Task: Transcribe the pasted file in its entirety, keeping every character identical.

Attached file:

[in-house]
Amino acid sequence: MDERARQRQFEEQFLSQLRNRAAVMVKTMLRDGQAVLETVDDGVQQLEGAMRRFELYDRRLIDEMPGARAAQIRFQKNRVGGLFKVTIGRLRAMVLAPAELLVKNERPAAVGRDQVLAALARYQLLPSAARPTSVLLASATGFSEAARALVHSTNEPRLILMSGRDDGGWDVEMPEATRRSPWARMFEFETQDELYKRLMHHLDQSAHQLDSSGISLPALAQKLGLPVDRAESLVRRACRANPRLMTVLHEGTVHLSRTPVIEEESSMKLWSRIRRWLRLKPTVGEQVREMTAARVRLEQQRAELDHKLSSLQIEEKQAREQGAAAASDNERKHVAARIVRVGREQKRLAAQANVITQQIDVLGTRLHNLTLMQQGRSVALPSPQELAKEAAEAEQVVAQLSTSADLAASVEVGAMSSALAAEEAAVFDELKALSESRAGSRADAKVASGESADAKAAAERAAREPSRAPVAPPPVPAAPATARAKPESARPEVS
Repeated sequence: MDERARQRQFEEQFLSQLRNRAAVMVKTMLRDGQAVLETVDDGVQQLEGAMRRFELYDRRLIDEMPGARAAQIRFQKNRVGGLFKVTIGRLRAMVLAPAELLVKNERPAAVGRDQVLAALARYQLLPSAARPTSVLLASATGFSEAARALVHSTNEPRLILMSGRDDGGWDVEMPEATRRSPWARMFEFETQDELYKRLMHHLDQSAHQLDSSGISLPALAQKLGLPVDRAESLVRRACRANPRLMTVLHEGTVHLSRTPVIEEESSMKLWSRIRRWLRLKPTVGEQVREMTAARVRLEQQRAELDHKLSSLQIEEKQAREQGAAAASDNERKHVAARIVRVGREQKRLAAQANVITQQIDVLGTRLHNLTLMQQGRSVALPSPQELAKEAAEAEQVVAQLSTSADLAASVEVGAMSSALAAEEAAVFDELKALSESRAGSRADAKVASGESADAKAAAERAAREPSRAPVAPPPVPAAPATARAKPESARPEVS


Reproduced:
[in-house]
Amino acid sequence: MDERARQRQFEEQFLSQLRNRAAVMVKTMLRDGQAVLETVDDGVQQLEGAMRRFELYDRRLIDEMPGARAAQIRFQKNRVGGLFKVTIGRLRAMVLAPAELLVKNERPAAVGRDQVLAALARYQLLPSAARPTSVLLASATGFSEAARALVHSTNEPRLILMSGRDDGGWDVEMPEATRRSPWARMFEFETQDELYKRLMHHLDQSAHQLDSSGISLPALAQKLGLPVDRAESLVRRACRANPRLMTVLHEGTVHLSRTPVIEEESSMKLWSRIRRWLRLKPTVGEQVREMTAARVRLEQQRAELDHKLSSLQIEEKQAREQGAAAASDNERKHVAARIVRVGREQKRLAAQANVITQQIDVLGTRLHNLTLMQQGRSVALPSPQELAKEAAEAEQVVAQLSTSADLAASVEVGAMSSALAAEEAAVFDELKALSESRAGSRADAKVASGESADAKAAAERAAREPSRAPVAPPPVPAAPATARAKPESARPEVS
Repeated sequence: MDERARQRQFEEQFLSQLRNRAAVMVKTMLRDGQAVLETVDDGVQQLEGAMRRFELYDRRLIDEMPGARAAQIRFQKNRVGGLFKVTIGRLRAMVLAPAELLVKNERPAAVGRDQVLAALARYQLLPSAARPTSVLLASATGFSEAARALVHSTNEPRLILMSGRDDGGWDVEMPEATRRSPWARMFEFETQDELYKRLMHHLDQSAHQLDSSGISLPALAQKLGLPVDRAESLVRRACRANPRLMTVLHEGTVHLSRTPVIEEESSMKLWSRIRRWLRLKPTVGEQVREMTAARVRLEQQRAELDHKLSSLQIEEKQAREQGAAAASDNERKHVAARIVRVGREQKRLAAQANVITQQIDVLGTRLHNLTLMQQGRSVALPSPQELAKEAAEAEQVVAQLSTSADLAASVEVGAMSSALAAEEAAVFDELKALSESRAGSRADAKVASGESADAKAAAERAAREPSRAPVAPPPVPAAPATARAKPESARPEVS